[MR2] MK1 ECU quesiton
AWillis at lithia.com
Fri Sep 28 15:24:39 EDT 2007
No, I'm not talking about break-in. Let me give you some examples:
1) Swap from 210cc/min injectors to 295cc/min injectors. Car runs very
rich (takes longer to find stoich), then as a few miles are accumulated,
begins to run clean and is always near stoich under closed loop
2) Swap to larger AFM (5M-GE housing in place of 4A-GE housing). Car
runs lean (takes longer to find stoich), then as a few miles are
accumulated, begins to run clean and is always near stoich under closed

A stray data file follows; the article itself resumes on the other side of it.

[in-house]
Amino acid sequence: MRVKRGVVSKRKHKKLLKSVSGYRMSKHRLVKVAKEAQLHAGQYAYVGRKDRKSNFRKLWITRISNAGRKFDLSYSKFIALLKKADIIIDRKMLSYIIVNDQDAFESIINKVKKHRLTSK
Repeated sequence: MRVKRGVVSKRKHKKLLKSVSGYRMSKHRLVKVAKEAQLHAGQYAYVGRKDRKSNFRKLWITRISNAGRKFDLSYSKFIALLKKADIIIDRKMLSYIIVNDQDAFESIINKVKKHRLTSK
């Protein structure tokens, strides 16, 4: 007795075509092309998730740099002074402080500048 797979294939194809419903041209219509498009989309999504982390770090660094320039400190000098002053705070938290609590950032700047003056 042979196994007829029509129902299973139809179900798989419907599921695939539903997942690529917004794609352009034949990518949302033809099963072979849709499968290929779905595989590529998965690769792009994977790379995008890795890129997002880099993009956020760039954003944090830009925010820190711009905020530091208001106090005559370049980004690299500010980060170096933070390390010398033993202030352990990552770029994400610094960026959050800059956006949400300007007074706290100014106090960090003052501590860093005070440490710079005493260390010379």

3) Swap from stock to rumpty-rump camshafts. Car runs ragged (closed
loop AFRs are all over the place), then as a few miles are accumulated,
smoothes out and stays near stoich while in closed loop.
What evidence do you have that the ECU has no long-term storage
capability? It doesn't have to datalog a hundred miles of use. It just
has to recognize that at a given point on the fuel table (say 3200 RPM,
"X" g/second of air) it consistently has to add, say, 12% injector
pulsewidth above its default value to attain stoichiometry. If it's
consistent, it makes sense that the ECU would modify its table and store
the new pulsewidth value for future use. We're not talking millions of
data points here. If it's a simple 2D fuel table (RPM vs. airflow),
maybe 12x12, that's only 144 points. Even 16x16 would only be 256.
That sounds like something even a basic, early 80s ECU could handle.
Scott suggested that the ECU would throw a code if it didn't get